It was fifteen years ago, and the meeting conference center meeting room was standing-room only. I took one of the remaining standing spots at the back of the room. Everyone looked expectantly towards the front of room, note books and pens at the ready to write down whatever secret watershed code was to be transmitted from. . .some type of watershed guru? The person who occupied the speaking position happened to be my boss at the time – Tom Schueler. Tom’s demeanor gave me the impression that he would rather be in one of many other places (probably a wooded trail along the Patapsco River) than standing there with a crowd holding onto his every word.
That’s the way he was. Nevertheless, the information he bestowed was valuable and in fact used by countless professionals across the country and world. It was in many ways the source of how to do the craft of watershed protection and stormwater management. Tom had a unique knack for prognosticating the next big thing for an emerging profession, seeming to be years ahead of colleagues in terms of both insight and practical steps to achieve real results. Often, his presentations included a haiku or two, which was bonus material.
Many also recall Tom as the guy we drank beer with before and after every training event, and, in the old days, showing up to said events with mussed up hair and his shirt buttoned in unique asymmetrical arrangements.
The rowdiness of the wardrobe, however, belied an underlying professional discipline that Tom adhered to and urged his staff to follow. Each meeting had an agenda and started and ended on time. Teamwork among staff working on a project was not left to chance, but orchestrated with detailed workplans. This was essential in order to pull off the task of writing a watershed manual or hosting a week-long retreat.
As for those weeklong retreats, the Center for Watershed Protection hosted many watershed and stormwater retreats. Attendees would come from far and wide and were immersed in a carefully crafted (but seemingly informally run) array of classroom and field sessions. There was also the hang-out time, which served to build the professional community, another objective to which Tom dedicated his life’s work. Tom once commented to me that his intention for these retreats was that they would serve as career-altering or defining events for the attendees – not a small ambition, but one that I believe was experienced by most who made the journey.
Tom’s retirement marks a generational shift in the watershed and stormwater world. In many ways, Tom’s work dating back to the 1980s defined the professional as a practical and achievable pursuit tied to scientific findings.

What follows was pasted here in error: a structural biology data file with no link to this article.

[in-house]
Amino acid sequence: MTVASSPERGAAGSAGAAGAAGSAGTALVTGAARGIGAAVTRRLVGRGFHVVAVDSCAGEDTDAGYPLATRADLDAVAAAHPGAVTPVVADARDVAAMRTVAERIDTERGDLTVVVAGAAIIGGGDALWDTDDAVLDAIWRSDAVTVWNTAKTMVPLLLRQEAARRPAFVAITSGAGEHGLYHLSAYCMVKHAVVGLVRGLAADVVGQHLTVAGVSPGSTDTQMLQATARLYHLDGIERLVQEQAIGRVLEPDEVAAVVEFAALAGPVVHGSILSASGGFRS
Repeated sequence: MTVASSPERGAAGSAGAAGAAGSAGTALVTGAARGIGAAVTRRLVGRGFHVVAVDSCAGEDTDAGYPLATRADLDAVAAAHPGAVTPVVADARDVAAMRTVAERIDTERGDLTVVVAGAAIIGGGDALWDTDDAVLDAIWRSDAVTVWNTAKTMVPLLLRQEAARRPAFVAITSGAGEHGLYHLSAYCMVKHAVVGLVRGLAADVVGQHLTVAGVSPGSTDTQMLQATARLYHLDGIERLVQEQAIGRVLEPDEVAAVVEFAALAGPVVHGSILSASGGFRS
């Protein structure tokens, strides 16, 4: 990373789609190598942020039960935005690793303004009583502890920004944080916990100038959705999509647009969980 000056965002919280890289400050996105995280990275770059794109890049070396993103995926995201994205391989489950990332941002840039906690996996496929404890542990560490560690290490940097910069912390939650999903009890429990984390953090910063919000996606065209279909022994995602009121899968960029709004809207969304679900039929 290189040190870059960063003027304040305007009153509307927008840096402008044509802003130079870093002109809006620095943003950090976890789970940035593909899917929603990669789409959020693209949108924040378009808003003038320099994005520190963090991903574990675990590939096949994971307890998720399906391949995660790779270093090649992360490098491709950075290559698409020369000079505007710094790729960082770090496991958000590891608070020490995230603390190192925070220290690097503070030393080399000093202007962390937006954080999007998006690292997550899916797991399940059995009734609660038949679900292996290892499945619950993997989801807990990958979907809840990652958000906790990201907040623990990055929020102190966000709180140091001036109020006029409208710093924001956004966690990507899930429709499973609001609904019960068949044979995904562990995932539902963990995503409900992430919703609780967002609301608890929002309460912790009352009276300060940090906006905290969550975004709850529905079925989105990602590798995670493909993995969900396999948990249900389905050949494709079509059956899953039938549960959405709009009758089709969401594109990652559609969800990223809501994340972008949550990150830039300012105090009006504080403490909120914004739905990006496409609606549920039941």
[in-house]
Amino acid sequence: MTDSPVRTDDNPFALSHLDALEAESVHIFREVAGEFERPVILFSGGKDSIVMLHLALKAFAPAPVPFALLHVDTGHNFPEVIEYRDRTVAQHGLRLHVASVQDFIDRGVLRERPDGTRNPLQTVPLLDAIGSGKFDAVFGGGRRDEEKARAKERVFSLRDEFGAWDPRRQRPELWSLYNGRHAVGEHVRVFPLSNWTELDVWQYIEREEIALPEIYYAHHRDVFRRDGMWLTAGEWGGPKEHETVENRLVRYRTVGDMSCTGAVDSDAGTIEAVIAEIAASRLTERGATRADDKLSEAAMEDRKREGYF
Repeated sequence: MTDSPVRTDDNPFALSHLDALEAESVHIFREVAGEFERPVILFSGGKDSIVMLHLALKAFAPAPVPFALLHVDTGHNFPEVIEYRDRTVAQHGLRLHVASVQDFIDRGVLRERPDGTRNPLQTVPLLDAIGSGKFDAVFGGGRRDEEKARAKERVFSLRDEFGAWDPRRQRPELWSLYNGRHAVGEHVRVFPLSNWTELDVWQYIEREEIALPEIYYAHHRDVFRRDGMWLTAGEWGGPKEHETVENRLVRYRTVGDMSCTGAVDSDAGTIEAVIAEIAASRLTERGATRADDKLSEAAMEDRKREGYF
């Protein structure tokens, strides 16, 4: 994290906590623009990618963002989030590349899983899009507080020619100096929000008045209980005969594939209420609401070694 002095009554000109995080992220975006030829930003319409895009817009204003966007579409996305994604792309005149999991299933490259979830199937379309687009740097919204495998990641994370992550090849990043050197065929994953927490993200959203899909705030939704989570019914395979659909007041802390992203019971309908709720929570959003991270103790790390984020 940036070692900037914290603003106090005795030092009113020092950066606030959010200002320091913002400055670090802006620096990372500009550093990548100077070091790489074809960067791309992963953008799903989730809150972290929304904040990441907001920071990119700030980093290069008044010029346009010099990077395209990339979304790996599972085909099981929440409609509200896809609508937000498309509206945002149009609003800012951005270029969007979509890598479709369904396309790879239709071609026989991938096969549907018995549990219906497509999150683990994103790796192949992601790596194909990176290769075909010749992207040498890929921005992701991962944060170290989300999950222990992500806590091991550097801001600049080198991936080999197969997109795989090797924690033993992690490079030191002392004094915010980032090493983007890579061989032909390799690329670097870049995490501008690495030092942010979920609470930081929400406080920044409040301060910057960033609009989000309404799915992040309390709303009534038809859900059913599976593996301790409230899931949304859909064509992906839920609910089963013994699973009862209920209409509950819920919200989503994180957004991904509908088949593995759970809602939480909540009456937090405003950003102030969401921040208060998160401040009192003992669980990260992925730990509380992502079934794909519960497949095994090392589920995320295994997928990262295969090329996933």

Many of us who have been around for several decades can recall being hunched over the “Green Book” (Controlling Urban Runoff: A Practical Manual for Planning & Designing Urban BMPs), which Tom authored in 1987 while working at the Metropolitan Washington Council of Governments. We’d study the text and cartoonish graphics of bioretention, infiltration, permeable pavement, and other practices and immediately want to try it out in our own jurisdictions. Later, we’d anticipate the monthly installment of Watershed Protection Techniques newsletter reporting the latest science and innovative work going on in the field.
Then came the watershed and stormwater manual era, and we frankly have lost count of how many manuals were produced when Tom led the Center for Watershed Protection. A favorite was the one about stormwater retrofits, where you could learn how to become a stormwater detective, exploring parking lots, urban ditches, and manicured suburban yards for opportunities to plug in some stormwater management.
A couple examples of Schueler memorabilia from T-shirts (left) and beer glasses (right). Graphics: Anne Kitchell collection of CWP archival photos.
Tom founded the Chesapeake Stormwater Network in 2009 to bring his skills close to home as the Chesapeake Bay Program was going through many formative stages of restoration and regulation.
Tom cares about the people he works with and their careers. I count myself among the fortunate to have experienced his leadership, guidance, and friendship. I suppose the prognosticating, meeting agendas, and expert panel reports are behind him at this point, and he is probably saying “good riddance” to it all, but not without a wistful nod back. We all wish Tom many years ahead of trail walking, camping in the dunes, hanging out with friends and colleagues, reading poetry, and maybe just gazing out at the water.
With Gratitude, David J. Hirschman, [email protected]
Many thanks to my many wonderful colleagues who share more Tom stories and reflections than could possibly fit within a simple blog post.